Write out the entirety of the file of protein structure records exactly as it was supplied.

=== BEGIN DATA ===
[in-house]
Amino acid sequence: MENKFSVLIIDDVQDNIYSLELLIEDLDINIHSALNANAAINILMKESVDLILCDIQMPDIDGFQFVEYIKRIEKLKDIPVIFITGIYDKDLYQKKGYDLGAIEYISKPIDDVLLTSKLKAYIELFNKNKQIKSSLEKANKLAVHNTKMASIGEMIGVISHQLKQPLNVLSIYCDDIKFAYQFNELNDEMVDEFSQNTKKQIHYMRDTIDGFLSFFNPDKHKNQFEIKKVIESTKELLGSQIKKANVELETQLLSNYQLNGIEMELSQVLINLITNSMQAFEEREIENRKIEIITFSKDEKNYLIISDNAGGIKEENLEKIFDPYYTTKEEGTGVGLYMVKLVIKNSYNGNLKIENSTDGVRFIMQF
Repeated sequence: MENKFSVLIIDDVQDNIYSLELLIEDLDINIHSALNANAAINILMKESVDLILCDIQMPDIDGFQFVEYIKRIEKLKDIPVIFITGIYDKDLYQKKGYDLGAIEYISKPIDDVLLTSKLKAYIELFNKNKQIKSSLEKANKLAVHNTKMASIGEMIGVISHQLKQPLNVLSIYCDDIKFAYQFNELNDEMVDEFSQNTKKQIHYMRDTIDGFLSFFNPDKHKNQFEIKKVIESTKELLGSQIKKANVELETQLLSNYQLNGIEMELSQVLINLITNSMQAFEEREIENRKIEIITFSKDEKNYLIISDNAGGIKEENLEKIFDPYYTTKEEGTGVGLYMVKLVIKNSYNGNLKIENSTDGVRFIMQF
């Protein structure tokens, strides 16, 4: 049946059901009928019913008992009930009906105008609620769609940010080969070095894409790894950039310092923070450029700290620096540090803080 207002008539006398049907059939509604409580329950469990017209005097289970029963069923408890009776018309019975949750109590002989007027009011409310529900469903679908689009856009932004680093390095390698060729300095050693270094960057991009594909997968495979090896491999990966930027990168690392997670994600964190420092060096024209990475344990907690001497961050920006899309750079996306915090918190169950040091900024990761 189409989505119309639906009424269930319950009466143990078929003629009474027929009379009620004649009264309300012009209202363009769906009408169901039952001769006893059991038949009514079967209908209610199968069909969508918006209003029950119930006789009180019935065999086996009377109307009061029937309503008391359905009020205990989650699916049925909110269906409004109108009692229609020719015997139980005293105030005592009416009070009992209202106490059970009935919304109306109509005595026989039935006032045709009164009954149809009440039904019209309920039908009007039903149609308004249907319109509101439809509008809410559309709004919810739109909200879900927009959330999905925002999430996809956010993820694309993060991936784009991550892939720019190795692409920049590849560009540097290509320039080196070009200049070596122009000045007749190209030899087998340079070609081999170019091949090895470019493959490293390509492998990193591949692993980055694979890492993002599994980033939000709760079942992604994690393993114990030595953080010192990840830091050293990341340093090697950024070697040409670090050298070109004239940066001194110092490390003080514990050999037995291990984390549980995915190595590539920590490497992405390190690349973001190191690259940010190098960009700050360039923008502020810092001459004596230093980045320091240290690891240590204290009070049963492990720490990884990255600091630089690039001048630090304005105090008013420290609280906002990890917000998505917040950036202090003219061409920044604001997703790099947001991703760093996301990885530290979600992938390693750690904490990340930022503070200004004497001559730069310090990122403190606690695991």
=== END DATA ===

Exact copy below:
[in-house]
Amino acid sequence: MENKFSVLIIDDVQDNIYSLELLIEDLDINIHSALNANAAINILMKESVDLILCDIQMPDIDGFQFVEYIKRIEKLKDIPVIFITGIYDKDLYQKKGYDLGAIEYISKPIDDVLLTSKLKAYIELFNKNKQIKSSLEKANKLAVHNTKMASIGEMIGVISHQLKQPLNVLSIYCDDIKFAYQFNELNDEMVDEFSQNTKKQIHYMRDTIDGFLSFFNPDKHKNQFEIKKVIESTKELLGSQIKKANVELETQLLSNYQLNGIEMELSQVLINLITNSMQAFEEREIENRKIEIITFSKDEKNYLIISDNAGGIKEENLEKIFDPYYTTKEEGTGVGLYMVKLVIKNSYNGNLKIENSTDGVRFIMQF
Repeated sequence: MENKFSVLIIDDVQDNIYSLELLIEDLDINIHSALNANAAINILMKESVDLILCDIQMPDIDGFQFVEYIKRIEKLKDIPVIFITGIYDKDLYQKKGYDLGAIEYISKPIDDVLLTSKLKAYIELFNKNKQIKSSLEKANKLAVHNTKMASIGEMIGVISHQLKQPLNVLSIYCDDIKFAYQFNELNDEMVDEFSQNTKKQIHYMRDTIDGFLSFFNPDKHKNQFEIKKVIESTKELLGSQIKKANVELETQLLSNYQLNGIEMELSQVLINLITNSMQAFEEREIENRKIEIITFSKDEKNYLIISDNAGGIKEENLEKIFDPYYTTKEEGTGVGLYMVKLVIKNSYNGNLKIENSTDGVRFIMQF
């Protein structure tokens, strides 16, 4: 049946059901009928019913008992009930009906105008609620769609940010080969070095894409790894950039310092923070450029700290620096540090803080 207002008539006398049907059939509604409580329950469990017209005097289970029963069923408890009776018309019975949750109590002989007027009011409310529900469903679908689009856009932004680093390095390698060729300095050693270094960057991009594909997968495979090896491999990966930027990168690392997670994600964190420092060096024209990475344990907690001497961050920006899309750079996306915090918190169950040091900024990761 189409989505119309639906009424269930319950009466143990078929003629009474027929009379009620004649009264309300012009209202363009769906009408169901039952001769006893059991038949009514079967209908209610199968069909969508918006209003029950119930006789009180019935065999086996009377109307009061029937309503008391359905009020205990989650699916049925909110269906409004109108009692229609020719015997139980005293105030005592009416009070009992209202106490059970009935919304109306109509005595026989039935006032045709009164009954149809009440039904019209309920039908009007039903149609308004249907319109509101439809509008809410559309709004919810739109909200879900927009959330999905925002999430996809956010993820694309993060991936784009991550892939720019190795692409920049590849560009540097290509320039080196070009200049070596122009000045007749190209030899087998340079070609081999170019091949090895470019493959490293390509492998990193591949692993980055694979890492993002599994980033939000709760079942992604994690393993114990030595953080010192990840830091050293990341340093090697950024070697040409670090050298070109004239940066001194110092490390003080514990050999037995291990984390549980995915190595590539920590490497992405390190690349973001190191690259940010190098960009700050360039923008502020810092001459004596230093980045320091240290690891240590204290009070049963492990720490990884990255600091630089690039001048630090304005105090008013420290609280906002990890917000998505917040950036202090003219061409920044604001997703790099947001991703760093996301990885530290979600992938390693750690904490990340930022503070200004004497001559730069310090990122403190606690695991």